In mid-2017, when a cholera outbreak in Somalia threatened to overwhelm local hospitals, health experts feared the worst. With crippling drought, malnutrition, and poverty already endemic, an outbreak of deadly diarrhoea seemed destined to paralyze the fragile state.
But, despite the dire predictions, institutional paralysis was avoided. Although hundreds died and many more became sick, the collective response managed by governments, NGOs, and local communities, including the national Red Crescent Societies supported by the Red Cross movement, contained the disease.
Somalia’s experience gives me great hope for Africa’s future. But it also serves as a reminder that local capacity is easily inundated during times of crisis. While some parts of Africa have become self-sufficient in terms of public health, others continue to lean heavily on global aid. For these areas, partnership is the best means of minimizing risks.
In particular, three key challenges this year are likely to pose the severest tests of Africa’s ability to manage humanitarian crises.
The first challenge is violence in the Democratic Republic of the Congo. Last year, conflict in the DRC’s central Kasai region displaced some 1.4 million people, bringing the total displaced population to 4.1 million – the largest concentration of internal refugees anywhere in Africa. The violence has exacerbated food insecurity, with more than three million people severely undernourished.
Unfortunately, the Kasai crisis is expected to worsen in 2018. A recent assessment by the Red Cross Society of the DRC warns that the number of people displaced will continue to rise, and with a fast-spreading cholera outbreak threatening the region, a coordinated plan of action is urgently needed.
The second challenge this year is Somalia’s food insecurity, which, according to the Famine Early Warning Systems Network, is expected to intensify this year. Below-average rainfall in 2017 stunted harvests, and most regions have not fully recovered.
As humanitarian aid is channeled to the country, efforts must be made to target long-term solutions, such as improving agricultural output, educational access, and economic opportunity. Historically, most aid to the country has been earmarked for emergency relief; even the collective cholera response was narrowly focused on short-term health. But Somalia desperately needs a more holistic, long-term development strategy.
Finally, the very scourge that Somalia contained last year will continue to rear its head elsewhere in the region. Yemen’s cholera outbreak is now the largest in history, having already surpassed one million confirmed cases, and, despite years of international assistance, the threat continues to stalk Africa. In the last four decades, African countries reported over three million suspected cholera cases to the World Health Organization and new cases are cropping up this year in Africa’s east-central and southern regions.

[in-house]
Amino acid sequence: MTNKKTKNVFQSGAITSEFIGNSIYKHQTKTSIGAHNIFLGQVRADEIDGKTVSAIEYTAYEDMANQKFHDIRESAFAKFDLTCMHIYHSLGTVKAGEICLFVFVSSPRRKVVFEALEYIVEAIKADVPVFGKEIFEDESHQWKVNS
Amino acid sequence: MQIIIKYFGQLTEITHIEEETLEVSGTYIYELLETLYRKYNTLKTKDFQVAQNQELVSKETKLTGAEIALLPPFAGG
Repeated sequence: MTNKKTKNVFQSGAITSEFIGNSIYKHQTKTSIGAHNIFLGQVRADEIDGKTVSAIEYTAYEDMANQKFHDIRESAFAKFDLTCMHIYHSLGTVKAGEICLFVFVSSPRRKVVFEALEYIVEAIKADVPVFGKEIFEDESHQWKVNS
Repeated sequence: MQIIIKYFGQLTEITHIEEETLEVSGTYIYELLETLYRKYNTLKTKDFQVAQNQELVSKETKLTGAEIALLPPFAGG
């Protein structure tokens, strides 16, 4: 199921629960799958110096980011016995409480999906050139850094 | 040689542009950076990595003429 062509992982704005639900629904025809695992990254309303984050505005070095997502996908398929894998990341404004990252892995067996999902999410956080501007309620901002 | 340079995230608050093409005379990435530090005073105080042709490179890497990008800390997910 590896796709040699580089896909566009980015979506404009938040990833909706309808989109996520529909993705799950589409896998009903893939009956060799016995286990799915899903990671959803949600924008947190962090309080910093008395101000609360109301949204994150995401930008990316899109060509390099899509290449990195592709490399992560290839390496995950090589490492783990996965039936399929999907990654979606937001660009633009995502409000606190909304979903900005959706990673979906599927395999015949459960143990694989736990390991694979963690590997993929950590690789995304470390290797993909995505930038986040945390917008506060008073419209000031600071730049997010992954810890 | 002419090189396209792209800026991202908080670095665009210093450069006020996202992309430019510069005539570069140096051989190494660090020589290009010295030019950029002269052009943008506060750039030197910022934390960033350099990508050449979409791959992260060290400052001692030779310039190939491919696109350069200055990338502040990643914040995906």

Fortunately, there is hope that Somalia’s containment success in 2017 can be replicated, provided that communities and individuals are well aware of the disease and related risks, and that local actors receive the needed resources.
The Global Task Force on Cholera Control, which seeks to build local and international support for improved health care and sanitation, has published a global roadmap for ending cholera by 2030. Although that is an ambitious target, it is achievable if international organizations and local governments work together.
Natural and manmade crises will continue to plague Africa, but organizations like mine are working hard to bring about a brighter future through improved capacity building. To succeed, however, local and international development partners must reorient their thinking; humanitarian aid alone will not solve Africa’s myriad challenges.
While money is clearly needed, it must be spent more strategically to improve structural weaknesses that perpetuate instability. For example, if more funding were devoted to community-level health care projects, local organizations would be better positioned to lead when outbreaks threaten.
Put simply, the international development community must do more to invest in grassroots solutions, empowering Africans rather than treating them as subcontractors to their own suffering. Not only are local organizations better positioned to navigate complex cultural and linguistic landscapes; they also have more to lose if they fail.
Last year was devastating for many Africans, as millions suffered from drought, hunger, and violence. But in Somalia, a coordinated response to a serious health threat offered new hope for a more secure future. When local ingenuity and international support align, the cycle of suffering can be broken. For many African countries, the ability to look confidently beyond the next crisis is the first step on the long road to self-reliance. - Project Syndicate